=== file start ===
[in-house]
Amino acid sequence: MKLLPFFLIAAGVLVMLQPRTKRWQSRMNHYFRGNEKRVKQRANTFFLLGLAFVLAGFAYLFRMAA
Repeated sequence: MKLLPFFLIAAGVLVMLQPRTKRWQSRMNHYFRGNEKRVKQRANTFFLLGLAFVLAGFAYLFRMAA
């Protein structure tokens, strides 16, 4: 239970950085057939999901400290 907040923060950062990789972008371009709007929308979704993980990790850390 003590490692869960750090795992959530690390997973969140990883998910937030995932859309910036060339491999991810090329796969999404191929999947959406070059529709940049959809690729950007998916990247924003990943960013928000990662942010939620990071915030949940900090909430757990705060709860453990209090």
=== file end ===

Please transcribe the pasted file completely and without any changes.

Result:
[in-house]
Amino acid sequence: MKLLPFFLIAAGVLVMLQPRTKRWQSRMNHYFRGNEKRVKQRANTFFLLGLAFVLAGFAYLFRMAA
Repeated sequence: MKLLPFFLIAAGVLVMLQPRTKRWQSRMNHYFRGNEKRVKQRANTFFLLGLAFVLAGFAYLFRMAA
């Protein structure tokens, strides 16, 4: 239970950085057939999901400290 907040923060950062990789972008371009709007929308979704993980990790850390 003590490692869960750090795992959530690390997973969140990883998910937030995932859309910036060339491999991810090329796969999404191929999947959406070059529709940049959809690729950007998916990247924003990943960013928000990662942010939620990071915030949940900090909430757990705060709860453990209090």